In childhood, I have watched snakes clubbed to death by people I loved. Possessed by ignorance and fear, perhaps they killed without thinking, because harmless snakes had been at the receiving end of their wrath. I had no say then but I knew it was awfully wrong. Today, by saving a baby cobra from imminent doom, I attempted to right some wrongs.
It had to happen on the most hectic of Wednesdays. After being saddled with work all morning, I sat down to a late lunch at 2 pm when my daughter’s nanny alerted me to a commotion downstairs.
I heard one word, “Snake.”
I sprang up in alarm — at the harm I feared for the serpent. In my childhood, I have watched snakes being clubbed to death by people I loved and respected but who were doubtless possessed by a mixture of ignorance and fear. Perhaps they killed without thinking, because harmless Vine Snakes and Cat Snakes had been at the receiving end of their wrath. I had no say in the goings on then, but I knew it was awfully wrong and couldn’t endorse their bravado. Often, the valour of some people was measured by how many snakes they had killed, and some of them were big heroes in that sense, having killed King Cobras and Russell’s Vipers.
Staring down from the balcony, I saw the housekeeping ladies, the gardener, the electrician, a security guard and sundry others trying to cajole what looked like a slender brown rope into a plastic bag. Rushing downstairs with the camera, I pleaded with the to-be-saviours of our community not to kill the snake.
On bended knee, I saw eye to eye with the feisty little serpent. It was a young common cobra (sex, to my untrained eye, indeterminate). Hood spread out, it was a little less than a foot long. It hissed and struck at the ground with a great show of malevolence. Clearly, the snake was alarmed at the attention but it stood its ground. I was impressed already and my heart warmed to the little creature. I must say I’ve never seen a better display of yogic breathing. The hiss came right from the pit of the animal’s stomach as it reared up three-quarters of its length in the air. The black tongue, slick and forked, took in the particles of my unwashed avatar.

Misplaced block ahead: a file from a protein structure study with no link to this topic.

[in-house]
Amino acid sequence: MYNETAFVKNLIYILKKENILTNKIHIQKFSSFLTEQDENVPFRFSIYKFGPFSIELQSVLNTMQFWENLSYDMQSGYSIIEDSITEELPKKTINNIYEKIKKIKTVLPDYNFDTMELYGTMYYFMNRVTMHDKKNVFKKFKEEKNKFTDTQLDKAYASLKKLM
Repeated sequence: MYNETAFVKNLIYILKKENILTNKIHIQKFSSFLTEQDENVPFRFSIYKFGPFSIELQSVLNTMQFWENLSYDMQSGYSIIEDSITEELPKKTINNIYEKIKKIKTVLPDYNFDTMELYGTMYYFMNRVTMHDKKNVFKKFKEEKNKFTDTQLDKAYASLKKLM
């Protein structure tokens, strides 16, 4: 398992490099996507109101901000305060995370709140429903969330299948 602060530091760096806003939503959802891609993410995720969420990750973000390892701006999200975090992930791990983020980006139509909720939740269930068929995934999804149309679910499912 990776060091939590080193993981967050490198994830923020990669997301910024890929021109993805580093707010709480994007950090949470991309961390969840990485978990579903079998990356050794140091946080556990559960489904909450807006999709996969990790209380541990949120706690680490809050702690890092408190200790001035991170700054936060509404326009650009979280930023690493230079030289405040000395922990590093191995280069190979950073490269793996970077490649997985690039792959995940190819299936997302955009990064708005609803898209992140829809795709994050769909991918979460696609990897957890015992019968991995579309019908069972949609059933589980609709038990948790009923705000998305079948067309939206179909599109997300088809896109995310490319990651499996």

It must be hard to be a snake, much harder than it is to be a rat. Rats get away with untold destruction but they hardly ever get slaughtered with the same missionary vehemence that accompanies a snake killing. Serpent-killers are felicitated as valiant heroes for pitting their defenceless human wits against these slithery peddlers of deadly poison. But rat-killers, you see, are merely getting rid of vermin. That was what I lectured my spectators as I tried to buy time for the snake. But it was becoming a case of too many cooks and the security guard’s machismo nearly got him bitten. When the snake lunged at his hand the crowd shrank back, echoing an inversion of its hiss. One bite was going to cost me the chance of saving the snake’s life.
Around me, people watched, perhaps wondering which way I’d choose to save them. Some muttered that releasing the snake would only bring it back. And what would I do then, one of the concerned residents asked? I thought of calling for a professional snake rescue (yes, Anees, I thought of you) but we were pressed for time, my lunch was going cold, and the tempers of the bystanders were fraying. I didn’t want to compound matters by exhibiting the ineptitude of a reluctant saviour.
When the dramatis personae began to spew theories on the peril that the little fellow posed to the denizens of our apartment, I knew I was running out of time. Finally, the electrician and I tricked the little snake into entering the bag and it was despatched to be released in the swamp behind the apartment.
That’s one little fellow saved. But the clearing of vacant lots for construction activity this monsoon will surely throw up plenty of snake casualties. How can one gift them the hiss of life?
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